• Le wants to remove trees along Lansdowne in order to create parking spots that were once removed in order to widen the street and sidewalk.
  • Russell wants to see a time share system implemented where vehicles aren’t allowed to park during peak periods, but where roadside parking is available throughout the day.

With a lot of development going on in this ward, and a lot of unhappy constituents, Spacing is interested to see who will emerge victorious in the coming weeks. While 46% of the people in this ward do not own vehicles, it will also be interesting to see how bike lanes are implemented throughout the ward and how the Dundas St. and Roncesvalles Ave. streetcar track renovations improve accessibility.

Photo by Kevin Steele



  1. Everybody says they support electric trains but very few know what they’re talking about.

    Ana Bailao’s website only has the anemic statement that she will “work with residents to ensure their voice is heard on local issues like … the electrification of the Georgetown Corridor line.” People have been heard, and their message is clear. What we want is for the dirty diesel train service not to be expanded.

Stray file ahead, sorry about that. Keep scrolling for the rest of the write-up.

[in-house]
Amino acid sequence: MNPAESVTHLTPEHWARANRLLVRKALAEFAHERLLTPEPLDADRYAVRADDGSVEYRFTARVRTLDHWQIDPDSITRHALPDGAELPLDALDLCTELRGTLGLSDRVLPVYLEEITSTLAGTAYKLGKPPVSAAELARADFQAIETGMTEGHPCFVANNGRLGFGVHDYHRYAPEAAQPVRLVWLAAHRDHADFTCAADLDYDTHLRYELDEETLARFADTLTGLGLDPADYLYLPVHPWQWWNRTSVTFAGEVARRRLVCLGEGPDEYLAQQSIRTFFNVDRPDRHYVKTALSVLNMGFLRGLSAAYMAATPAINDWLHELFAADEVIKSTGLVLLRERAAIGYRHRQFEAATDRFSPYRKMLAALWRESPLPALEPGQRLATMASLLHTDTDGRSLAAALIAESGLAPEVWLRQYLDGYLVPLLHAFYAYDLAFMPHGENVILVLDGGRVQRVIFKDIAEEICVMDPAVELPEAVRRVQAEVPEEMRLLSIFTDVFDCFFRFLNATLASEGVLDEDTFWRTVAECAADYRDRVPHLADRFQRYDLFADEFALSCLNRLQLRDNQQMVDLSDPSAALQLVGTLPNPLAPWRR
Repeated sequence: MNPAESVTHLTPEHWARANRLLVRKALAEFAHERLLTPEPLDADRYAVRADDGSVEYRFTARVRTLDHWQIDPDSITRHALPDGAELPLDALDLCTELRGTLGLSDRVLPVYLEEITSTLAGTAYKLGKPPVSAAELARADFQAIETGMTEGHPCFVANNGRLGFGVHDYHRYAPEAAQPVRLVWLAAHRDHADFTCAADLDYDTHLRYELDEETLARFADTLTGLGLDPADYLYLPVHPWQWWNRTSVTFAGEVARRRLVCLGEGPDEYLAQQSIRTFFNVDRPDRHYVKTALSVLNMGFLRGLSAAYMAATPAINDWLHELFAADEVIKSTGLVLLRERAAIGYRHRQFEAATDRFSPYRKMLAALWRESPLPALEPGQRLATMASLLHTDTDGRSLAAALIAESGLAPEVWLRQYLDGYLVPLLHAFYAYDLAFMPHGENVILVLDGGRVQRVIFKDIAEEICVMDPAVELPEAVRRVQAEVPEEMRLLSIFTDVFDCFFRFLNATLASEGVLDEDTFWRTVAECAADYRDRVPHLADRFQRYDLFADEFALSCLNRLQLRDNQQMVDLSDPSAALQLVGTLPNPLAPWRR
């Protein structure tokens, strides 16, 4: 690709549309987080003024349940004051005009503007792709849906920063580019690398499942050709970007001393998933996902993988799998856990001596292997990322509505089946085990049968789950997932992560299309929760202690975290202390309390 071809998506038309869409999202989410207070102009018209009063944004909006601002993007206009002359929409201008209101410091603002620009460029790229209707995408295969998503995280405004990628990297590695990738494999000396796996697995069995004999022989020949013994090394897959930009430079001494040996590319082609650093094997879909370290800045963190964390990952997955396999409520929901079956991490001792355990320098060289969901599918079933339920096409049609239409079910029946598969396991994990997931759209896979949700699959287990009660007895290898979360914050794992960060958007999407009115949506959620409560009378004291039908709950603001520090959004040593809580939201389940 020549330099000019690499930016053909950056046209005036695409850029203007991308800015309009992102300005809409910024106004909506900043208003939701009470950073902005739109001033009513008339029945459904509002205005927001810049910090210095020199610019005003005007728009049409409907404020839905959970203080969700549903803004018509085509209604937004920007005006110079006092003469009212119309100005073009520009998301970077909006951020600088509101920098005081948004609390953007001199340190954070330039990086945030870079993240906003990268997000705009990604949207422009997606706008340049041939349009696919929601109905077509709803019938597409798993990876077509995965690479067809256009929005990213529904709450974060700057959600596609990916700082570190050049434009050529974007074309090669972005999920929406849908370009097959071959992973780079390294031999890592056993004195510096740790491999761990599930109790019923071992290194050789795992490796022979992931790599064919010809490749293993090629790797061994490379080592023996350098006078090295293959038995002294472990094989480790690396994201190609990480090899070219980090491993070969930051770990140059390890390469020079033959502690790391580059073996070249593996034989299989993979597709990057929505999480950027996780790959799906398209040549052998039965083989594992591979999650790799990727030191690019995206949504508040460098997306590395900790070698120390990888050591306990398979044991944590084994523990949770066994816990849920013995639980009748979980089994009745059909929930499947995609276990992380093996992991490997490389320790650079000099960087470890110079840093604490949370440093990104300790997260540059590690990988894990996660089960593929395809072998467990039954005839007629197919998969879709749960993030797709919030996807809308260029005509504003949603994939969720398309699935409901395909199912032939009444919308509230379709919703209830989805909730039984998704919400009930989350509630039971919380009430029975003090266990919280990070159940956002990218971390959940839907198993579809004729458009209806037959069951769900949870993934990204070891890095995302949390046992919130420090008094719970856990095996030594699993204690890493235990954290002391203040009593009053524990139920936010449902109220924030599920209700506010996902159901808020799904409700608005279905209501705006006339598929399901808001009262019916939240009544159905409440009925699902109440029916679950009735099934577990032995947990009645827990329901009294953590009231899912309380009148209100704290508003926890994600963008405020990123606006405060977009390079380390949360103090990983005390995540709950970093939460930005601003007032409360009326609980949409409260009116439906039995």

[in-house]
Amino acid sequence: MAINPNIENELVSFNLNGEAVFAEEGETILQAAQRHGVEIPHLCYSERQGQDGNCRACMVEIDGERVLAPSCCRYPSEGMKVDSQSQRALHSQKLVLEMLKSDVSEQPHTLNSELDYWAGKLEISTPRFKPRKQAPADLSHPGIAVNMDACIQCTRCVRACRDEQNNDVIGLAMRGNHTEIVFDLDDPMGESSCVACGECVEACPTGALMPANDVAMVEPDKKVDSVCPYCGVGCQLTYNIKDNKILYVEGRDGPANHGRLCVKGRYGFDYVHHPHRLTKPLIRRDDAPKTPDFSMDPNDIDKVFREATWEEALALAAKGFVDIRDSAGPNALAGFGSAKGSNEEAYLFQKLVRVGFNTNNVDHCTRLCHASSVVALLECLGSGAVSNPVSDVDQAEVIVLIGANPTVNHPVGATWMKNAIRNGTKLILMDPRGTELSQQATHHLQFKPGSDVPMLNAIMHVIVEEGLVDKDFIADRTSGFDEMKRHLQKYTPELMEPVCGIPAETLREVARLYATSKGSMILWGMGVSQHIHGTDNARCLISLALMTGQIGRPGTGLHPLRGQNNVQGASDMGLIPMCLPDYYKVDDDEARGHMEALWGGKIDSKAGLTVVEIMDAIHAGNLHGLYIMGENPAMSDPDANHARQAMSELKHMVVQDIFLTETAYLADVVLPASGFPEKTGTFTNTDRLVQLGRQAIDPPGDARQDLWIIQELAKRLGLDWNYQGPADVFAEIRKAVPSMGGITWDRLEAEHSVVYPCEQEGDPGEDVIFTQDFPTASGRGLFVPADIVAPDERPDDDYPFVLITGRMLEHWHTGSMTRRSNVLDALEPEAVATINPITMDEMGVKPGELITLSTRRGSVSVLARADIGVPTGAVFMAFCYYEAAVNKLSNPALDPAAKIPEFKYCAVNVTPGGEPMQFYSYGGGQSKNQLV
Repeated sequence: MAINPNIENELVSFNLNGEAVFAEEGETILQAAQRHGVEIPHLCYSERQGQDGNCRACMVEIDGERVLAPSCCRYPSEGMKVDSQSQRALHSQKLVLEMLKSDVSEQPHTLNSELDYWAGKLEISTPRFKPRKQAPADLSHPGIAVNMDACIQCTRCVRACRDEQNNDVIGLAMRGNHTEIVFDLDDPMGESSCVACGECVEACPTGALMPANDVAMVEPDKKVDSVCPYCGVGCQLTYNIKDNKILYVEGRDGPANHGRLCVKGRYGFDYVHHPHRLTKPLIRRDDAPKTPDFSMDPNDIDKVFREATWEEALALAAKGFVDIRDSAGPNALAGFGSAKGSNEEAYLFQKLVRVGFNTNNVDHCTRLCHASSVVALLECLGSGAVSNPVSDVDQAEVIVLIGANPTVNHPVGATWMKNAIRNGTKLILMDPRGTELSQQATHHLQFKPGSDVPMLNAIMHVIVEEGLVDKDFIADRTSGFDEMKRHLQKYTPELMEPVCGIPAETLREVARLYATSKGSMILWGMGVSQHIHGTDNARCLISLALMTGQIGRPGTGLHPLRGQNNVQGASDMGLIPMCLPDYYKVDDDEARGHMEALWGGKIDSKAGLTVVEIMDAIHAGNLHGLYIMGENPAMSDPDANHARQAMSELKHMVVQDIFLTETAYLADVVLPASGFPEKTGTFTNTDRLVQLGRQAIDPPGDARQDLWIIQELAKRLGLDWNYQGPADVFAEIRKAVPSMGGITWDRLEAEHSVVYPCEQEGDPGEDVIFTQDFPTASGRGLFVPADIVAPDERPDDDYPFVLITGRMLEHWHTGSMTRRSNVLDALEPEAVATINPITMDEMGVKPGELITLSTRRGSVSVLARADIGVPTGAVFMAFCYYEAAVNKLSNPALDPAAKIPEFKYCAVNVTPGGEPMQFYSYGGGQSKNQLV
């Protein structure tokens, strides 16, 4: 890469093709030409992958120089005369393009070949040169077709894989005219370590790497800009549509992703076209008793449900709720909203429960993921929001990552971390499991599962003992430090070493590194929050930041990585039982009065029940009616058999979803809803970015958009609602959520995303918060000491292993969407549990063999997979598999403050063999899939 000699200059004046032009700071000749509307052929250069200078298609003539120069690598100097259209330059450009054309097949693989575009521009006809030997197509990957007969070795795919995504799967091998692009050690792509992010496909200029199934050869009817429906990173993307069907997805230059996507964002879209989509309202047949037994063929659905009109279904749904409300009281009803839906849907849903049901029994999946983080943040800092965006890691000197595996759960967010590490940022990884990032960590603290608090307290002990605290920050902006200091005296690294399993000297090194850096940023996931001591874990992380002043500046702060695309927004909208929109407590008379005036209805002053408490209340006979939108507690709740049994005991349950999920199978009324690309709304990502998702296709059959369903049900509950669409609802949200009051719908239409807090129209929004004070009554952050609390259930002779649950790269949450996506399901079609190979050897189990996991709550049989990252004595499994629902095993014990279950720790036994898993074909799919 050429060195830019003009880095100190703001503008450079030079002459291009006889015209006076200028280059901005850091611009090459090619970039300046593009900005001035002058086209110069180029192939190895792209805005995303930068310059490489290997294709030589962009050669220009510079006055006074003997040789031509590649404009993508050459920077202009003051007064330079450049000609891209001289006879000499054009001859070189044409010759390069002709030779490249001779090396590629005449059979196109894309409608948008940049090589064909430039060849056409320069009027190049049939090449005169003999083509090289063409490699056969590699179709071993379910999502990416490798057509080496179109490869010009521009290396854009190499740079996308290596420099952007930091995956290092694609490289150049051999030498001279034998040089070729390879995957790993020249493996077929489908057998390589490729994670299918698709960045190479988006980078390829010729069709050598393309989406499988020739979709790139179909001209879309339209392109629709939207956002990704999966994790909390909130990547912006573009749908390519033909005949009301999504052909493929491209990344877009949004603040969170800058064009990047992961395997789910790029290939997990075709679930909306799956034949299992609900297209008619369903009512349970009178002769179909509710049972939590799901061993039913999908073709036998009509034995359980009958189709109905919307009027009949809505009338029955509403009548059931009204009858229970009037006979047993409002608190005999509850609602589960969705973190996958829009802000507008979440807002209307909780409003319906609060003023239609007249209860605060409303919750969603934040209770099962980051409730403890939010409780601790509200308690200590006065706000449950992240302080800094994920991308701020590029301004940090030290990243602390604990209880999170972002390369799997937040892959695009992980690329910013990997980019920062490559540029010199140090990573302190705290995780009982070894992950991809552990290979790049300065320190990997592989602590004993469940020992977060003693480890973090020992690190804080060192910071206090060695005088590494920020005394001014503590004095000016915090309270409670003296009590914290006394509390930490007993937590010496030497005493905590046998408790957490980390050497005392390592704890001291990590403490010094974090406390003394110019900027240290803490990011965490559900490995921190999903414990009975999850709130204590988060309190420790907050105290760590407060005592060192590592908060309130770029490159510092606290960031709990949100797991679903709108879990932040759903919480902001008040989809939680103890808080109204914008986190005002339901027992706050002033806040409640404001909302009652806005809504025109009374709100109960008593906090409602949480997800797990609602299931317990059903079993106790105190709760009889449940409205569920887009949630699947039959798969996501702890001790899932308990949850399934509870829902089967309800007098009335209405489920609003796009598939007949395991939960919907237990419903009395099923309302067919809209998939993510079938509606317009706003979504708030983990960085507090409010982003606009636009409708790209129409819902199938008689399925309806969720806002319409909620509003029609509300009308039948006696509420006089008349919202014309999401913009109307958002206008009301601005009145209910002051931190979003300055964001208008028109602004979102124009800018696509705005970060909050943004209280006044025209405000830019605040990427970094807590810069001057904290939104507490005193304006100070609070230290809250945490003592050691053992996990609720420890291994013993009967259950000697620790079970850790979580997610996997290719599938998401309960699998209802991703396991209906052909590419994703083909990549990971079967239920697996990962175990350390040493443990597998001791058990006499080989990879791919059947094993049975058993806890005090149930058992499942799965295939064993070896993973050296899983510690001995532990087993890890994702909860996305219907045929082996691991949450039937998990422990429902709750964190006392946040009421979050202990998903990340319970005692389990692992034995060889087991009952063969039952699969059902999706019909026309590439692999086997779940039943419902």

Kevin Beaulieu, on the other hand, actually understand the issue, gives interesting background and takes a very clear position that the line should be electrified (

  2. Lower down on the same page Ana does demand that the line be electrified. But she still shows no real understanding of the issue.

  3. Did Spacing actually talk to anybody, or just copy bits and pieces from campaign literature? Because I find Bailao’s campaign to be pretty inconsistent on a number of these issues:

    – She says she supports bikes and transit, but sent a flyer around last week promising to remove bike lanes from Dupont – and lists “More Parking in Ward 18” as one of the key issues on her website.  The “transit strategy” on her website is an absolute mishmash that calls the St Clair ROW a “boondoggle” and seems to argue that Transit City will “divide our city”.

    – She says she’ll push the province to electrify the rail corridor, but criticized Giambrone for not delaying the Dufferin Jog project to support additional rail lines required for expanded diesel service.  In addition, she is being supported by MPP Tony Ruprecht, who has done nothing to help the electrification cause.  Does anyone really believe she will challenge her Queen’s Park friends on this, or on any other issue where the province and the city disagree?